If you’re having trouble centering yourself, bring your awareness into your body by scanning it from bottom to top. Run through every single part of your body and check in with each individual muscle and limb to make sure that you don’t hold tension anywhere.
Be particularly aware of possible tension hiding in the jaw, forehead, temples, and shoulders.
Tip #4: Let Go
Close your eyes – both physically and mentally. With every breath, sink a little bit deeper into your yoga mat.
Some days, this will be easier than others, but that’s part of the practice. However restless your mind might be, stay still and at ease. Simply trust that the breath will carry you to the next moment.
Maybe, you even want to visualize how the earth beneath you supports you or how your body heavily sinks into the ground.
Eventually, you will find some peaceful moments of quietness between your buzzing thoughts. Over time, these moments will become longer and more frequent, helping you to find more inner peace.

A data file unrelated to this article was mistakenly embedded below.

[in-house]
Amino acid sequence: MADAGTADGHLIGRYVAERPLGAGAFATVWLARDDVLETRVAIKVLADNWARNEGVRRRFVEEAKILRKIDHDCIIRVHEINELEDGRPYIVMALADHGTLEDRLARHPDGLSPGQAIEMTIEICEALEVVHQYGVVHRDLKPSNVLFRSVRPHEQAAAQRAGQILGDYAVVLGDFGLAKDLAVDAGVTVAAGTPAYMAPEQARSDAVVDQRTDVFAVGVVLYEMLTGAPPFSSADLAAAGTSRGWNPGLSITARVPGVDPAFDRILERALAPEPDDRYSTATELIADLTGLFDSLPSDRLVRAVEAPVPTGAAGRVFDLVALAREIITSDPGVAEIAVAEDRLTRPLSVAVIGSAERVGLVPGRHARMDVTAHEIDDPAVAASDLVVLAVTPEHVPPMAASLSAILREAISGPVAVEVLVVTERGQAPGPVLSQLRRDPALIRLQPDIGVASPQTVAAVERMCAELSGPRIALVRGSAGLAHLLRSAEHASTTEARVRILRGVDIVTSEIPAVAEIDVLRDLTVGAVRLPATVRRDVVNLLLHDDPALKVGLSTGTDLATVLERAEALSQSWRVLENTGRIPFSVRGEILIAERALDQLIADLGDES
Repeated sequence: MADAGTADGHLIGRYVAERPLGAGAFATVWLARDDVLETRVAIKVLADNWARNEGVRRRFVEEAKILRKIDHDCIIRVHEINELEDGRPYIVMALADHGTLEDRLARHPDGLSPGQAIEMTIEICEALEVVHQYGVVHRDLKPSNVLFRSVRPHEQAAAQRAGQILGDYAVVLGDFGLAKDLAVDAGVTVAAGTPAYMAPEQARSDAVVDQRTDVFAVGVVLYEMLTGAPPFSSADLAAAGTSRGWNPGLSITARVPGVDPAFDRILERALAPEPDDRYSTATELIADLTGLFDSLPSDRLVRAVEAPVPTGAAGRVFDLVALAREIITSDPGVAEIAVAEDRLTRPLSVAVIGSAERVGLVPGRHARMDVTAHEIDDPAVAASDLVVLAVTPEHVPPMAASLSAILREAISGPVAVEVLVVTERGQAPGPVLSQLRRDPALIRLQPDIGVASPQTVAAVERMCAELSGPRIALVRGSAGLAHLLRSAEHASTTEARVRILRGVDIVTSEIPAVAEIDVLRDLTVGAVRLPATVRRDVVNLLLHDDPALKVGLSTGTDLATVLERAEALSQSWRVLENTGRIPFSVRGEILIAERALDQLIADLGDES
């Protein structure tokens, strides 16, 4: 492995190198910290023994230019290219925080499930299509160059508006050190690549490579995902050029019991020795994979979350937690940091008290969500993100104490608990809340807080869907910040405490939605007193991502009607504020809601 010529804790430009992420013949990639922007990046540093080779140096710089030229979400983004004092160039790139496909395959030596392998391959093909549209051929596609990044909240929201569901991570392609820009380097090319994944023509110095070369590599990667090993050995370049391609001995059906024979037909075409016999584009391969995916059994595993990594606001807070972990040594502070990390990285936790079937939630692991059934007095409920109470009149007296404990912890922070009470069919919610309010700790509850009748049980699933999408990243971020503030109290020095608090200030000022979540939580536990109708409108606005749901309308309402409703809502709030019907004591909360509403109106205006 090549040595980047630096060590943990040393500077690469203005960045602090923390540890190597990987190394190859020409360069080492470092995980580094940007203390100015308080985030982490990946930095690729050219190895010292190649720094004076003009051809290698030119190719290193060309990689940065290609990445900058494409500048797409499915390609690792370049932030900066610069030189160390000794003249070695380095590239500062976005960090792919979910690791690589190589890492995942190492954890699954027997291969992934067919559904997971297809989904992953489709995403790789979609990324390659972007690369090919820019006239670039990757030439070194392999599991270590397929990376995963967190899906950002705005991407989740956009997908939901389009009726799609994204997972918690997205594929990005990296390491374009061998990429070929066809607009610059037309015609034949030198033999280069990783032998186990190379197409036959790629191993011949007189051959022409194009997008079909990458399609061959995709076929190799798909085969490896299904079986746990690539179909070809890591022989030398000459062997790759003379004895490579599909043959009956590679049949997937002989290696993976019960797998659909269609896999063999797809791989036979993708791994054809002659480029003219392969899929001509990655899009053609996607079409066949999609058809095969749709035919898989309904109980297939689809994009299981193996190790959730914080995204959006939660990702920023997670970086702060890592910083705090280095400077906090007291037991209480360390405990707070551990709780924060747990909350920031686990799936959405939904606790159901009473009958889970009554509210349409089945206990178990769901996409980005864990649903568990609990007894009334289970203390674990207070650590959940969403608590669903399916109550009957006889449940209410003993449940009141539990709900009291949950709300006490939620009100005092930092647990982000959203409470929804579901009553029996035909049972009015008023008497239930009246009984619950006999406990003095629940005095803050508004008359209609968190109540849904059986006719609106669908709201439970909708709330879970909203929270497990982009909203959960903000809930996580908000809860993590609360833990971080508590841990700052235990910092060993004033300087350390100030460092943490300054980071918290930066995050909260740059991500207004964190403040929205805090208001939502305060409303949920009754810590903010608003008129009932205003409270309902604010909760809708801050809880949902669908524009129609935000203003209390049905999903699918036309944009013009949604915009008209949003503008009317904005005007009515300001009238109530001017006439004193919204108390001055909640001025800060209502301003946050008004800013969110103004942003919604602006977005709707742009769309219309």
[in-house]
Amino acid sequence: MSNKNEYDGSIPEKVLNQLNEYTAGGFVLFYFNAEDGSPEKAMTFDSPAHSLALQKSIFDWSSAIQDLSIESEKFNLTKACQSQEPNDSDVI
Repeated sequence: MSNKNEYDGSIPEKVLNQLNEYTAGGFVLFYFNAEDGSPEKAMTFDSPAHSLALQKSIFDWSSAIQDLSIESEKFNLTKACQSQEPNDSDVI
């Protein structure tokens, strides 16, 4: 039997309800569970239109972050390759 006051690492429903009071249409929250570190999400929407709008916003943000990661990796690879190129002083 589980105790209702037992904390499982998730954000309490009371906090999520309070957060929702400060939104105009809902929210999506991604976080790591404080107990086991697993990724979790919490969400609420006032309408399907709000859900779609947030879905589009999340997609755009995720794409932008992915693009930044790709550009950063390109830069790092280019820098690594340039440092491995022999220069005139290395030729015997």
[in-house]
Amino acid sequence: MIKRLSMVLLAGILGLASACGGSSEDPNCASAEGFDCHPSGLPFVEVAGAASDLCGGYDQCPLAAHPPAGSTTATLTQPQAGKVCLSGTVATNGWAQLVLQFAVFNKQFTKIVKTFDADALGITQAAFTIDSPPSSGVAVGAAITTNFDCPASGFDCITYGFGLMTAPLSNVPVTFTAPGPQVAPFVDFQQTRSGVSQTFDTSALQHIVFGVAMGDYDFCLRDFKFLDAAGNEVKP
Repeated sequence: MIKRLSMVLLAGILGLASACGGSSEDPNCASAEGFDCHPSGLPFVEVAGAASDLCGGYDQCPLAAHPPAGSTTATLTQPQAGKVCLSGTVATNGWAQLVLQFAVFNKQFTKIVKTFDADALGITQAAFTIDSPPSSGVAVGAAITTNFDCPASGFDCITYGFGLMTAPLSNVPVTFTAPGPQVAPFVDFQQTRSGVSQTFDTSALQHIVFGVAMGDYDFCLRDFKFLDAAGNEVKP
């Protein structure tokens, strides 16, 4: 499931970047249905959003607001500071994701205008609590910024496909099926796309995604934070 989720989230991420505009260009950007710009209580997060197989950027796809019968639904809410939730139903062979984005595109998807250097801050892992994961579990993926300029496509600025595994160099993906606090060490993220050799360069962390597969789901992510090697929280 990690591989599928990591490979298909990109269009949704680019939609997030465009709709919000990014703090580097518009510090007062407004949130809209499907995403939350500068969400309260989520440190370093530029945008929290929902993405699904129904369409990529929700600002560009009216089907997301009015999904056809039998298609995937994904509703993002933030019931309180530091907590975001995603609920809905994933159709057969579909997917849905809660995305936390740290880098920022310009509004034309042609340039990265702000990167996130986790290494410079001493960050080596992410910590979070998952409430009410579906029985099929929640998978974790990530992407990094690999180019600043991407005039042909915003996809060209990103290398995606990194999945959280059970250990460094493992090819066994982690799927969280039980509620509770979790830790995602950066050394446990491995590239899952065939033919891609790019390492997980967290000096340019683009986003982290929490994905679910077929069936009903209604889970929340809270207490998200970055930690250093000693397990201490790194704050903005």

Tip #5: Be Patient With Yourself
We’ve all been there at least once: We fell asleep during Savasana. Note, however, that the final relaxation is not a time to sleep. If you have a tendency to fall asleep, this actually is a sign of over-exhaustion.
In this case, the first step is to be compassionate with yourself. Acknowledge that your body needed some rest. Next time, make a conscious effort to stay awake. You could do this, for example, by connecting your awareness to one specific part of your body. Over time, you will be able to rest and release without falling asleep.
Tip #6: Adjust Yourself